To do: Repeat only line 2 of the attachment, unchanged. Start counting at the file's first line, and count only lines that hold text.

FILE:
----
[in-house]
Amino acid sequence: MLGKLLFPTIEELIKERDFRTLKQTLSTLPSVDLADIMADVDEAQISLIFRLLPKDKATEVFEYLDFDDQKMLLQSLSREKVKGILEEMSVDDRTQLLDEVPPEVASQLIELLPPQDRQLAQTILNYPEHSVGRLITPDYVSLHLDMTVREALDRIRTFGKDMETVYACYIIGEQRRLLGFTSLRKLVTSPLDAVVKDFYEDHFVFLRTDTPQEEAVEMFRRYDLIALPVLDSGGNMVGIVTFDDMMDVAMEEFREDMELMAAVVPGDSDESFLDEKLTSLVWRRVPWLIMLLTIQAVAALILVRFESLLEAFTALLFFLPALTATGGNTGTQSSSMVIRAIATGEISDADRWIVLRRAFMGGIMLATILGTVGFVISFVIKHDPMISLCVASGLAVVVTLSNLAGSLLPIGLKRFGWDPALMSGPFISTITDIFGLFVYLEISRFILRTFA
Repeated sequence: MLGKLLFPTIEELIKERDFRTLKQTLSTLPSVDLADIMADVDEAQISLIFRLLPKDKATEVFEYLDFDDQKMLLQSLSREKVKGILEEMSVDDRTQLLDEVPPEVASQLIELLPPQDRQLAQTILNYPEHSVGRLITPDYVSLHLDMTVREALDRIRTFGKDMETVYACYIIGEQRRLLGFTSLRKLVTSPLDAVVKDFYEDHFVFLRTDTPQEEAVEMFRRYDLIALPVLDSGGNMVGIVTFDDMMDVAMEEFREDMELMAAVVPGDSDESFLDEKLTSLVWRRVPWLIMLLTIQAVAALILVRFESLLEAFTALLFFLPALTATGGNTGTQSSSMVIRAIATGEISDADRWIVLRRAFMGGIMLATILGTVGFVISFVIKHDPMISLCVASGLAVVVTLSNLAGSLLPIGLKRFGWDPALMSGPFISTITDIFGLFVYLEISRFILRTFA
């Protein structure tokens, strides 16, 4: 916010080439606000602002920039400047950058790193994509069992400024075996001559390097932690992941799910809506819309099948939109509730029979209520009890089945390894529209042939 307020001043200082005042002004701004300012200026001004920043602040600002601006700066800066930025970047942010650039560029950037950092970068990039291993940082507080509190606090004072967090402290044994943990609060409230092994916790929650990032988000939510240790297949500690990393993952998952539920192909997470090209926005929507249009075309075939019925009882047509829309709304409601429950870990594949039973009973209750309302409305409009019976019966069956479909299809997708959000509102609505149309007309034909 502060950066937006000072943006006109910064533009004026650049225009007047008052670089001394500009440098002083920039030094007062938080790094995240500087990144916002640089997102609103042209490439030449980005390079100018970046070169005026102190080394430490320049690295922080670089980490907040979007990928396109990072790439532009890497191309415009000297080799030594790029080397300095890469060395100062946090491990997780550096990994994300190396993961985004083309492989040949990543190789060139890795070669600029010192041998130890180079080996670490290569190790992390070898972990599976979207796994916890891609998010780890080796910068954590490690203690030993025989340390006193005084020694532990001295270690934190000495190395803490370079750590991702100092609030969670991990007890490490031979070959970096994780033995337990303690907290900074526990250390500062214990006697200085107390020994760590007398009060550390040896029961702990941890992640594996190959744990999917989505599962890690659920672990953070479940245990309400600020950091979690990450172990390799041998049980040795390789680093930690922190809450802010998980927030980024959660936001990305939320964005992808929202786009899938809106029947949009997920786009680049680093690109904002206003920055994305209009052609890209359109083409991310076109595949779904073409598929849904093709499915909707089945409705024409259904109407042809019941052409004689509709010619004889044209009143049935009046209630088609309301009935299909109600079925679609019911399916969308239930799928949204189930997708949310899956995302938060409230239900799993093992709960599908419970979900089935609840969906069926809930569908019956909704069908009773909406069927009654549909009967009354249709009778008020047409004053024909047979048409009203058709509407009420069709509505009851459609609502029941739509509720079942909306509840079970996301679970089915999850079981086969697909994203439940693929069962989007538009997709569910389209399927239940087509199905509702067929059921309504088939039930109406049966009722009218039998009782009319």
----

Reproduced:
Amino acid sequence: MLGKLLFPTIEELIKERDFRTLKQTLSTLPSVDLADIMADVDEAQISLIFRLLPKDKATEVFEYLDFDDQKMLLQSLSREKVKGILEEMSVDDRTQLLDEVPPEVASQLIELLPPQDRQLAQTILNYPEHSVGRLITPDYVSLHLDMTVREALDRIRTFGKDMETVYACYIIGEQRRLLGFTSLRKLVTSPLDAVVKDFYEDHFVFLRTDTPQEEAVEMFRRYDLIALPVLDSGGNMVGIVTFDDMMDVAMEEFREDMELMAAVVPGDSDESFLDEKLTSLVWRRVPWLIMLLTIQAVAALILVRFESLLEAFTALLFFLPALTATGGNTGTQSSSMVIRAIATGEISDADRWIVLRRAFMGGIMLATILGTVGFVISFVIKHDPMISLCVASGLAVVVTLSNLAGSLLPIGLKRFGWDPALMSGPFISTITDIFGLFVYLEISRFILRTFA